However bad conditions are for the middle-class, they are far more acute for the poor, who are trapped in squalid circumstances far below middle-class standards of survival. The “help-the middle-class-first” option, which might accurately be termed “trickle-down lite,” will not help those at the bottom of our society.
The Ecumenical Peace Institute’s Autumn Gathering focuses on “The Community Challenge to Protect Public Land.” Speakers will address the ways people relate to the land, beginning with the viewpoint of Native American peoples, then looking at current struggles relating to land and justice, and analyzing the concept of “the commons.”
The common people should be free/ to lie on public commons grass/ in a democracy/ whether the sun is up,/ whether the sun is down,/ whether it’s day or night/ they should not be put to flight/ the common people should be free/ to lie on public commons grass/ in a democracy.
Forbes spins a misleading tale of what it takes to become wealthy in the U.S. by understating the overwhelming impact of birthright and privilege. Many of those on the Forbes 400 were “born on third base” but claim to have “hit a triple,” and the Forbes 400 list perpetuates this falsehood.
Because his poem was published in Street Spirit, Jay Fernandez was invited to present it at the United Nations. After reading Jay’s poem in Street Spirit, the Fourth World Movement invited him to recite it at the United Nations on October 17, the International Day for the Eradication of Poverty.
Ruby is still in shock over having to suddenly pack, sort out what she might store with a friend, and try to hang on in a world where most people dismiss you for having no address. Ruby is African-American, an older woman with severe disabilities. Can they do this in Berkeley?
In Berkeley, there is a strong movement among progressive activists to change the status quo in city politics. Progressive mayoral candidates are developing a new electoral strategy that utilizes Instant Runoff Voting, also known as Ranked Choice Voting, in an effort to influence the outcome of the mayoral race.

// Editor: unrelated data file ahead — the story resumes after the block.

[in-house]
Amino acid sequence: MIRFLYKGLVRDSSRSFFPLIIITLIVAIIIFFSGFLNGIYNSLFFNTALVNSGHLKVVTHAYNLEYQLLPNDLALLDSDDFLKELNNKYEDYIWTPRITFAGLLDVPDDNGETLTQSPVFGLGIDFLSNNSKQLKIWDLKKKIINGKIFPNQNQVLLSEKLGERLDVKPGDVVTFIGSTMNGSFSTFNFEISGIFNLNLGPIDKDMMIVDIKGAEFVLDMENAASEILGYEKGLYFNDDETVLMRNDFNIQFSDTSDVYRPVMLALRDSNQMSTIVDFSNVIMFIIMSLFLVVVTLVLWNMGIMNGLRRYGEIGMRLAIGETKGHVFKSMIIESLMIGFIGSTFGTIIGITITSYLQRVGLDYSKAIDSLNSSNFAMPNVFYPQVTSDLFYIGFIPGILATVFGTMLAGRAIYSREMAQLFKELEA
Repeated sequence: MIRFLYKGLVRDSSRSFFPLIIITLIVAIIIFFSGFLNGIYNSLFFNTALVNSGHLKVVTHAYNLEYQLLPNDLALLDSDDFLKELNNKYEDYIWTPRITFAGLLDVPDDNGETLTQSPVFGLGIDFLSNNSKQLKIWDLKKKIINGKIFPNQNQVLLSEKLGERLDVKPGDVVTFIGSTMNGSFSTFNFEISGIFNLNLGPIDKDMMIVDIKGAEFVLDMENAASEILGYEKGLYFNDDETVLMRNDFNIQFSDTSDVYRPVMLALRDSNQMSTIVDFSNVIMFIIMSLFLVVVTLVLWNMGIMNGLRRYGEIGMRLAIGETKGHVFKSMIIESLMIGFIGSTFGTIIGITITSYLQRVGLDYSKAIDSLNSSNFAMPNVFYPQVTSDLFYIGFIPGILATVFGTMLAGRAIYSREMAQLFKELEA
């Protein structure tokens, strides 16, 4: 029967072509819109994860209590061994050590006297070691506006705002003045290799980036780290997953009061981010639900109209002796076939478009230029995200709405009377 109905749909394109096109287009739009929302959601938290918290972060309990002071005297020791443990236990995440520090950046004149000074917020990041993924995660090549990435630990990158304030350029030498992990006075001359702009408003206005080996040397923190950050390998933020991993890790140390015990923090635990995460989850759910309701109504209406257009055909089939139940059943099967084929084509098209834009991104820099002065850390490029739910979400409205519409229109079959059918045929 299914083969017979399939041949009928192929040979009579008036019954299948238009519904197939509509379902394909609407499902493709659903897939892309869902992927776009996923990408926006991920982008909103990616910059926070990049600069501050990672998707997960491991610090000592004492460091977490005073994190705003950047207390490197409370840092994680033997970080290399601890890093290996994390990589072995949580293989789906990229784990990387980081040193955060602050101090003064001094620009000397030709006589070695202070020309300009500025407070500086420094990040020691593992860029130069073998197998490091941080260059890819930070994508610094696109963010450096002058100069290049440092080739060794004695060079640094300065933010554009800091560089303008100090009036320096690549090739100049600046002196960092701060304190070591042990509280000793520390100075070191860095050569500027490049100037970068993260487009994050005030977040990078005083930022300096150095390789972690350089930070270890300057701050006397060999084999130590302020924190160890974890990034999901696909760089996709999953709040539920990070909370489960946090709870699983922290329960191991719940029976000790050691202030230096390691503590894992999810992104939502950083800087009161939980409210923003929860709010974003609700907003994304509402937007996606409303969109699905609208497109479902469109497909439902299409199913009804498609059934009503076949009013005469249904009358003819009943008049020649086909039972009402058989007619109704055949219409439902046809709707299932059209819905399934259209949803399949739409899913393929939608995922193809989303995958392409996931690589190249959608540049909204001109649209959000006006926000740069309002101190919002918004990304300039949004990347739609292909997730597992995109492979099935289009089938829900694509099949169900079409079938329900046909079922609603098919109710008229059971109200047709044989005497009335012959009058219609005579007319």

Two-thirds of the planet’s nations, and 17 U.S. states have already abandoned executions, but ours would be an abolition by the voters ourselves, not a governor or legislature. On November 6, California voters may make history, as we try with Proposition 34 to repeal our state’s death penalty.
The American Friends Service Committee finds this call by prisoners for a sweeping end to hostilities unprecedented. This is an opportunity that cannot be ignored. By their call, the prisoners are addressing the tensions between racial groups that have been used by the Department to justify long-term isolation.
The police repeatedly shocked Kelly Thomas with tasers and smashed his face with the butts of their flashlights, causing brain injuries, severe injuries to his face and neck, and fractured ribs, resulting in the homeless man’s wrongful death. Now the police have admitted that Thomas was innocent of any wrongdoing.
Measure S is unjust and violates our spiritual call to seek justice. This harsh approach to dealing with the extreme difficulties people face during this painful economic period is ill-timed and cruel. As clergy and religious leaders, we could never condone this approach to “kicking someone when they are down.”
Clergy and leaders of faith communities have signed a letter opposing Berkeley Measure S, the "no sitting" law, on the November 6th ballot. Religious leaders and young people will present the letter and list of signers on Tuesday, Oct. 16 at 6 p.m., Berkeley Old City Hall, 2134 MLK Jr. Way.